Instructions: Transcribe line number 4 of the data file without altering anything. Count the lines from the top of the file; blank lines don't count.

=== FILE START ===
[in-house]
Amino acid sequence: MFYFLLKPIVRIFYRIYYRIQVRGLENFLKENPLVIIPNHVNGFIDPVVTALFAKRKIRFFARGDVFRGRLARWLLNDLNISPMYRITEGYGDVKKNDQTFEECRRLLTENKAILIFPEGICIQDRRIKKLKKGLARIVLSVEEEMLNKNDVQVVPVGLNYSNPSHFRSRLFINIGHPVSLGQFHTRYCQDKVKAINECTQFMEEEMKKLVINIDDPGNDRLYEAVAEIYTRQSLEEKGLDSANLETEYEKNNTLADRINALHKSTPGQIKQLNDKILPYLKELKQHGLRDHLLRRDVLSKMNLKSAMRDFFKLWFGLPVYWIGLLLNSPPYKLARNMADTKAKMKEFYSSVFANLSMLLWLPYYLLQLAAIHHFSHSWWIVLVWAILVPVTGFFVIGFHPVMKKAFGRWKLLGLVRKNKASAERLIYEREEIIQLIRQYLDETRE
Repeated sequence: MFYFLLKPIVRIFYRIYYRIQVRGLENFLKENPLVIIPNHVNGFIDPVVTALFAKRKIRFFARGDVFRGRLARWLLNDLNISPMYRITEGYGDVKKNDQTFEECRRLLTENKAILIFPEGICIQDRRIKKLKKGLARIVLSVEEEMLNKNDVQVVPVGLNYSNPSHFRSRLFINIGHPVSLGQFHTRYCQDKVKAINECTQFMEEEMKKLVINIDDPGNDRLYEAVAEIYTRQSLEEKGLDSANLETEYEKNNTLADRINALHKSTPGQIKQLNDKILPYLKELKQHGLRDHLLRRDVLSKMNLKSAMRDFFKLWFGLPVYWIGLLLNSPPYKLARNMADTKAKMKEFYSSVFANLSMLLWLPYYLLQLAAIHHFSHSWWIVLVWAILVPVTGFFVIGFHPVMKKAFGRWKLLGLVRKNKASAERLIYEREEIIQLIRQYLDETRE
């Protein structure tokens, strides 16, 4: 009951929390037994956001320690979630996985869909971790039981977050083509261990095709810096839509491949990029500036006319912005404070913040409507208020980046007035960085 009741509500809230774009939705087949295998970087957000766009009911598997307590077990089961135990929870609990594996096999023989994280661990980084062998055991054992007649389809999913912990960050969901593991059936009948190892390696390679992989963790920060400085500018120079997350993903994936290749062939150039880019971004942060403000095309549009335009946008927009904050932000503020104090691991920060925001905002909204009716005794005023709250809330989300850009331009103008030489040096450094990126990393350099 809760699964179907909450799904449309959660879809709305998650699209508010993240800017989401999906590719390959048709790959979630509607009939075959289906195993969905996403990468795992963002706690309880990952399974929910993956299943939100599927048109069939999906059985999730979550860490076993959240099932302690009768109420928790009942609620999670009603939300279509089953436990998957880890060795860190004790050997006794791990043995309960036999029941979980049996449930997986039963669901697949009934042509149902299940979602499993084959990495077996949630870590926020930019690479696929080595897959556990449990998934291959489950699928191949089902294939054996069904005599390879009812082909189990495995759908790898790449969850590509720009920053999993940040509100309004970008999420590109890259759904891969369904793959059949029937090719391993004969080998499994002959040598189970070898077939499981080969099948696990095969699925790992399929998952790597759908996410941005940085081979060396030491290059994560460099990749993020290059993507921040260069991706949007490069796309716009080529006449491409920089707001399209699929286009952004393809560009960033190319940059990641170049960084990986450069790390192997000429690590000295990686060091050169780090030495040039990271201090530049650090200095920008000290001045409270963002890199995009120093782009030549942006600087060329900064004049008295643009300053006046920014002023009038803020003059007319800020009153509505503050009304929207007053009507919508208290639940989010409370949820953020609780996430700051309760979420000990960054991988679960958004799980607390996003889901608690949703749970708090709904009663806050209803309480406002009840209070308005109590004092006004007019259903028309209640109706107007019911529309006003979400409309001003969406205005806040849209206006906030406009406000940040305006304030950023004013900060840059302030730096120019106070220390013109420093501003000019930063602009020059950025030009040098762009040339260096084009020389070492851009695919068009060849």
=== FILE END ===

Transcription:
């Protein structure tokens, strides 16, 4: 009951929390037994956001320690979630996985869909971790039981977050083509261990095709810096839509491949990029500036006319912005404070913040409507208020980046007035960085 009741509500809230774009939705087949295998970087957000766009009911598997307590077990089961135990929870609990594996096999023989994280661990980084062998055991054992007649389809999913912990960050969901593991059936009948190892390696390679992989963790920060400085500018120079997350993903994936290749062939150039880019971004942060403000095309549009335009946008927009904050932000503020104090691991920060925001905002909204009716005794005023709250809330989300850009331009103008030489040096450094990126990393350099 809760699964179907909450799904449309959660879809709305998650699209508010993240800017989401999906590719390959048709790959979630509607009939075959289906195993969905996403990468795992963002706690309880990952399974929910993956299943939100599927048109069939999906059985999730979550860490076993959240099932302690009768109420928790009942609620999670009603939300279509089953436990998957880890060795860190004790050997006794791990043995309960036999029941979980049996449930997986039963669901697949009934042509149902299940979602499993084959990495077996949630870590926020930019690479696929080595897959556990449990998934291959489950699928191949089902294939054996069904005599390879009812082909189990495995759908790898790449969850590509720009920053999993940040509100309004970008999420590109890259759904891969369904793959059949029937090719391993004969080998499994002959040598189970070898077939499981080969099948696990095969699925790992399929998952790597759908996410941005940085081979060396030491290059994560460099990749993020290059993507921040260069991706949007490069796309716009080529006449491409920089707001399209699929286009952004393809560009960033190319940059990641170049960084990986450069790390192997000429690590000295990686060091050169780090030495040039990271201090530049650090200095920008000290001045409270963002890199995009120093782009030549942006600087060329900064004049008295643009300053006046920014002023009038803020003059007319800020009153509505503050009304929207007053009507919508208290639940989010409370949820953020609780996430700051309760979420000990960054991988679960958004799980607390996003889901608690949703749970708090709904009663806050209803309480406002009840209070308005109590004092006004007019259903028309209640109706107007019911529309006003979400409309001003969406205005806040849209206006906030406009406000940040305006304030950023004013900060840059302030730096120019106070220390013109420093501003000019930063602009020059950025030009040098762009040339260096084009020389070492851009695919068009060849």